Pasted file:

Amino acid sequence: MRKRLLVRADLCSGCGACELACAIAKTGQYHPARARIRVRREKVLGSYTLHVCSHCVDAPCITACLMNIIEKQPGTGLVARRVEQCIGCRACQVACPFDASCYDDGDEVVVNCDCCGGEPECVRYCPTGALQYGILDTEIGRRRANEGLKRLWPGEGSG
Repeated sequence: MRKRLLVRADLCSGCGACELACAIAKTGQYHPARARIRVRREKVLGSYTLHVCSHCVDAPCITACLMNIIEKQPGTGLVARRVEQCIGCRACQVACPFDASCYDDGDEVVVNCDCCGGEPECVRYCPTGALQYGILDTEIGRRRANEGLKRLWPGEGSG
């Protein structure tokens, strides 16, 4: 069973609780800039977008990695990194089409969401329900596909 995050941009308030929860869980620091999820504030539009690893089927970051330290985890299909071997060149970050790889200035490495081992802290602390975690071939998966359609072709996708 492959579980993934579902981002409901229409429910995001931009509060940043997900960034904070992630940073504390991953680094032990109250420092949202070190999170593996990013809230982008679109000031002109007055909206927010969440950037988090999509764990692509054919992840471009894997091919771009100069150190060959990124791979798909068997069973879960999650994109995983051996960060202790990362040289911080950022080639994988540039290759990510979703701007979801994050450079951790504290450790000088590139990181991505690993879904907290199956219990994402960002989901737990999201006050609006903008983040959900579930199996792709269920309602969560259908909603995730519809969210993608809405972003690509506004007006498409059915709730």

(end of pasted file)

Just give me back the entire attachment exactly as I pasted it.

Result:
Amino acid sequence: MRKRLLVRADLCSGCGACELACAIAKTGQYHPARARIRVRREKVLGSYTLHVCSHCVDAPCITACLMNIIEKQPGTGLVARRVEQCIGCRACQVACPFDASCYDDGDEVVVNCDCCGGEPECVRYCPTGALQYGILDTEIGRRRANEGLKRLWPGEGSG
Repeated sequence: MRKRLLVRADLCSGCGACELACAIAKTGQYHPARARIRVRREKVLGSYTLHVCSHCVDAPCITACLMNIIEKQPGTGLVARRVEQCIGCRACQVACPFDASCYDDGDEVVVNCDCCGGEPECVRYCPTGALQYGILDTEIGRRRANEGLKRLWPGEGSG
């Protein structure tokens, strides 16, 4: 069973609780800039977008990695990194089409969401329900596909 995050941009308030929860869980620091999820504030539009690893089927970051330290985890299909071997060149970050790889200035490495081992802290602390975690071939998966359609072709996708 492959579980993934579902981002409901229409429910995001931009509060940043997900960034904070992630940073504390991953680094032990109250420092949202070190999170593996990013809230982008679109000031002109007055909206927010969440950037988090999509764990692509054919992840471009894997091919771009100069150190060959990124791979798909068997069973879960999650994109995983051996960060202790990362040289911080950022080639994988540039290759990510979703701007979801994050450079951790504290450790000088590139990181991505690993879904907290199956219990994402960002989901737990999201006050609006903008983040959900579930199996792709269920309602969560259908909603995730519809969210993608809405972003690509506004007006498409059915709730």